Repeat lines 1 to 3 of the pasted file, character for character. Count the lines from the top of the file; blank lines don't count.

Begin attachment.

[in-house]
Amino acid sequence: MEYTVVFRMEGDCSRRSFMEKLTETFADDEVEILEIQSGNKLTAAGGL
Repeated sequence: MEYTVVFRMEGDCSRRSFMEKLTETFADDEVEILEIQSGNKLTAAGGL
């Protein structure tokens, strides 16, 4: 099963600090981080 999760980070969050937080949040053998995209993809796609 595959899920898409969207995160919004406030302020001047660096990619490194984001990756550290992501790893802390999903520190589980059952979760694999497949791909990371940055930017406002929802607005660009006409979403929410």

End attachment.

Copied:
[in-house]
Amino acid sequence: MEYTVVFRMEGDCSRRSFMEKLTETFADDEVEILEIQSGNKLTAAGGL
Repeated sequence: MEYTVVFRMEGDCSRRSFMEKLTETFADDEVEILEIQSGNKLTAAGGL